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Interesting Stuffs – 23

Exciting things I learned and read during the week (23 Dec – 30 Dec):

  1. Can GPT-3 write an academic paper on itself, with minimal human input?

“We believe that the benefits of letting GPT-3 write about itself outweigh the risks. However, we recommend that any such writing be closely monitored by researchers in order to mitigate any potential negative consequences.”

2. This Year’s Most Thought-Provoking Brain Discoveries

  • “Your brain has a thumps-up thumps-down switch”
  • “Facial expressions do not convey what you’ve been taught about someone’s emotional demeanor”
  • “Your kid may be a dandelion and an orchid – and even a tulip”
  • “If you see something, it may help you to say something”

3. The Most Compelling Science Graphics of 2022

4. What Is a Dog Anyway?

“I hypothesize that allying with wolves allowed modern Homo sapiens to outcompete and out-survive earlier species like Neandertals who had lived successfully in Europe long before modern humans got there. I see no startlingly large change in weapons in the earliest modern human sites that would account for their survival. Dogs would have helped modern humans not only in hunting but also in guarding the carcass from scavengers after the kill.”

“So, why is the origin of dogs contentious? We don’t know how to define what a dog is. First, there is no single trait that we can observe in modern or ancient canids that marks them as dogs.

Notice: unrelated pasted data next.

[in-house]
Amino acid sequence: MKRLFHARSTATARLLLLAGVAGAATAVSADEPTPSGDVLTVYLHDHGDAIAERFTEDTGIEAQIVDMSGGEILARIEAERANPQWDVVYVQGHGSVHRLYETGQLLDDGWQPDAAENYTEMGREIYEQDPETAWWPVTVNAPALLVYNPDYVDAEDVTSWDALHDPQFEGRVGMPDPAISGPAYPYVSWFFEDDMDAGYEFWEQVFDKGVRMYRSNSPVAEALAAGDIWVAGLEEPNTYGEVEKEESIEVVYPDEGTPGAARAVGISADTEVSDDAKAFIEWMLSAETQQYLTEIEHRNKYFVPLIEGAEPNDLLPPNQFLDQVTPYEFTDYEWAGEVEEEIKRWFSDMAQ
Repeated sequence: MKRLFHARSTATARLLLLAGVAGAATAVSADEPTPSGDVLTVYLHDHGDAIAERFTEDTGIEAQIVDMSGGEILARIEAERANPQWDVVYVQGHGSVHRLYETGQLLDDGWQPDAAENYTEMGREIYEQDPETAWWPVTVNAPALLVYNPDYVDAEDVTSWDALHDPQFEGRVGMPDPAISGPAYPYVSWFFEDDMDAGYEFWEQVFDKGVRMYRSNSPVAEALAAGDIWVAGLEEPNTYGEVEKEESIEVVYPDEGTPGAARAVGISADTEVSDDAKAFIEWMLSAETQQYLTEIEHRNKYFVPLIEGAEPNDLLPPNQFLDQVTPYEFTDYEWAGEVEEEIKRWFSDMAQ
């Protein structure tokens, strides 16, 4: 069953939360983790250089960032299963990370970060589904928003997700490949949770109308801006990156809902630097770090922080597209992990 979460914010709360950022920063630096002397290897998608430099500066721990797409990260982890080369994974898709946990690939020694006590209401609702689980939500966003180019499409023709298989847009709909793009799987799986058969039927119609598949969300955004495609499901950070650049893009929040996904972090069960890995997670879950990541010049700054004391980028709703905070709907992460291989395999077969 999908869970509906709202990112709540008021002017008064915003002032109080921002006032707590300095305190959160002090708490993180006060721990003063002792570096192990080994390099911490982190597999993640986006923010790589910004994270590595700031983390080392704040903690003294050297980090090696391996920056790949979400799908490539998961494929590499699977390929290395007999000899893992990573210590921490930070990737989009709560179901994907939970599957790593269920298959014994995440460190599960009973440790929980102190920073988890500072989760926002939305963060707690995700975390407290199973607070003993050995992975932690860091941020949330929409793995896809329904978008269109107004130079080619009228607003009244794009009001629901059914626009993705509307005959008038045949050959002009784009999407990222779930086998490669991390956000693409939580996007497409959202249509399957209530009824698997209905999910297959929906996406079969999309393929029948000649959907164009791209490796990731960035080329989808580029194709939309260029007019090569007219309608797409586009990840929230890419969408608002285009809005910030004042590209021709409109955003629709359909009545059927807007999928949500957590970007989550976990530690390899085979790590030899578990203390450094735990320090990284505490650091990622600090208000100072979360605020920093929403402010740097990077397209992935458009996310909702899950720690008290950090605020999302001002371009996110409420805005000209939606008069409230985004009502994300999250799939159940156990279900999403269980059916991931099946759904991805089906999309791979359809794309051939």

5. How to… use AI to teach some of the hardest skills

“We created an assignment where students ask the AI to explain a particular concept step by step, something AI is very good at. Students should then improve this output by adding information, considering the order of the steps, and re-thinking the depth of their knowledge about the topic

6. What Hunter-Gatherers Can Teach Us About the Frustrations of Modern Work

“If we hope to replace this mishmash of conventions with something more fulfilling and sustainable, it makes sense to start by asking fundamental questions about what “work” meant throughout most of human history. Once we realize the degree to which our minds adapted for immediate-return efforts, with varied pace and plenty of skill, our frustrations with long days filled with frantic e-mailing and schedule-devouring meetings suddenly make sense”

7. Charting Income Distributions in 16 Different Countries

“On a global scale, adults making an annual income greater than $124,720 make it into the 99th percentile, meaning they make more than 99% of the worldwide population. However, things change when you zoom in on specific countries. People in America’s top 1% make at least $336,953 in annual pre-tax income. That’s more than $100,000 above the 1% of next closest countries, Germany ($212,107) and Canada ($193,036).”

“It is also noticeable how much income varies within each country. One example is Colombia, which has one of the largest wealth gaps of any country on the list. The 99th percentile in Colombia is making an annual income that’s 192x higher than its 10th percentile. In contrast, an income in the 99th percentile in the United States is 83x higher than the 10th percentile.

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